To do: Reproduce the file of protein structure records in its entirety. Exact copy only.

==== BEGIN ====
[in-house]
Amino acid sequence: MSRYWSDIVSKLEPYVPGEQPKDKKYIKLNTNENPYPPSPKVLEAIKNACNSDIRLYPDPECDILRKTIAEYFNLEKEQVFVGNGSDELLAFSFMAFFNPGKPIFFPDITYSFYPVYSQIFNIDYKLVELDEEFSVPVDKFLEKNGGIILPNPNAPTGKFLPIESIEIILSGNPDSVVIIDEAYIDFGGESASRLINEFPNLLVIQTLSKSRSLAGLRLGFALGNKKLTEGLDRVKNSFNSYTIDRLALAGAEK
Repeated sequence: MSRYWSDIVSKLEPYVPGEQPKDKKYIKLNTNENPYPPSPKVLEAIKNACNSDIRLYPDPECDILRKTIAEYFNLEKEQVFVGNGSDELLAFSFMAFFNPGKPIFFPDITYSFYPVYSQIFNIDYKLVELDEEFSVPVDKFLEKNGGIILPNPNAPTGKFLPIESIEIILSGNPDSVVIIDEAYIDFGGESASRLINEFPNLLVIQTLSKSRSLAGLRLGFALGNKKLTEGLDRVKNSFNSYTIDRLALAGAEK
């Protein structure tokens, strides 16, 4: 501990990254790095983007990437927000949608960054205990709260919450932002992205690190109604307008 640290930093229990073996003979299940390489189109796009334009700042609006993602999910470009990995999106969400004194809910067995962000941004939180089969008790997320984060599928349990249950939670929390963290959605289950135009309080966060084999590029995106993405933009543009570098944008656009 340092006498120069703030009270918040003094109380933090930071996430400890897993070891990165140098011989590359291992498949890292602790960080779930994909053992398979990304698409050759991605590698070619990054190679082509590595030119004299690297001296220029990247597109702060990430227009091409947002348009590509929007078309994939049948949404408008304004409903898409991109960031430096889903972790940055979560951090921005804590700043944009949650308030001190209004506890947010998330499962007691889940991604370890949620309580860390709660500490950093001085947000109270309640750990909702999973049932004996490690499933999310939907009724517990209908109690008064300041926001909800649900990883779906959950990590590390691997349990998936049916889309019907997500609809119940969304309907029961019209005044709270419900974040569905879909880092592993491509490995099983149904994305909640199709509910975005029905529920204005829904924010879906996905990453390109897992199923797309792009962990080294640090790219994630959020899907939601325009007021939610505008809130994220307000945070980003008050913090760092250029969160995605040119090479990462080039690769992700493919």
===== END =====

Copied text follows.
[in-house]
Amino acid sequence: MSRYWSDIVSKLEPYVPGEQPKDKKYIKLNTNENPYPPSPKVLEAIKNACNSDIRLYPDPECDILRKTIAEYFNLEKEQVFVGNGSDELLAFSFMAFFNPGKPIFFPDITYSFYPVYSQIFNIDYKLVELDEEFSVPVDKFLEKNGGIILPNPNAPTGKFLPIESIEIILSGNPDSVVIIDEAYIDFGGESASRLINEFPNLLVIQTLSKSRSLAGLRLGFALGNKKLTEGLDRVKNSFNSYTIDRLALAGAEK
Repeated sequence: MSRYWSDIVSKLEPYVPGEQPKDKKYIKLNTNENPYPPSPKVLEAIKNACNSDIRLYPDPECDILRKTIAEYFNLEKEQVFVGNGSDELLAFSFMAFFNPGKPIFFPDITYSFYPVYSQIFNIDYKLVELDEEFSVPVDKFLEKNGGIILPNPNAPTGKFLPIESIEIILSGNPDSVVIIDEAYIDFGGESASRLINEFPNLLVIQTLSKSRSLAGLRLGFALGNKKLTEGLDRVKNSFNSYTIDRLALAGAEK
């Protein structure tokens, strides 16, 4: 501990990254790095983007990437927000949608960054205990709260919450932002992205690190109604307008 640290930093229990073996003979299940390489189109796009334009700042609006993602999910470009990995999106969400004194809910067995962000941004939180089969008790997320984060599928349990249950939670929390963290959605289950135009309080966060084999590029995106993405933009543009570098944008656009 340092006498120069703030009270918040003094109380933090930071996430400890897993070891990165140098011989590359291992498949890292602790960080779930994909053992398979990304698409050759991605590698070619990054190679082509590595030119004299690297001296220029990247597109702060990430227009091409947002348009590509929007078309994939049948949404408008304004409903898409991109960031430096889903972790940055979560951090921005804590700043944009949650308030001190209004506890947010998330499962007691889940991604370890949620309580860390709660500490950093001085947000109270309640750990909702999973049932004996490690499933999310939907009724517990209908109690008064300041926001909800649900990883779906959950990590590390691997349990998936049916889309019907997500609809119940969304309907029961019209005044709270419900974040569905879909880092592993491509490995099983149904994305909640199709509910975005029905529920204005829904924010879906996905990453390109897992199923797309792009962990080294640090790219994630959020899907939601325009007021939610505008809130994220307000945070980003008050913090760092250029969160995605040119090479990462080039690769992700493919």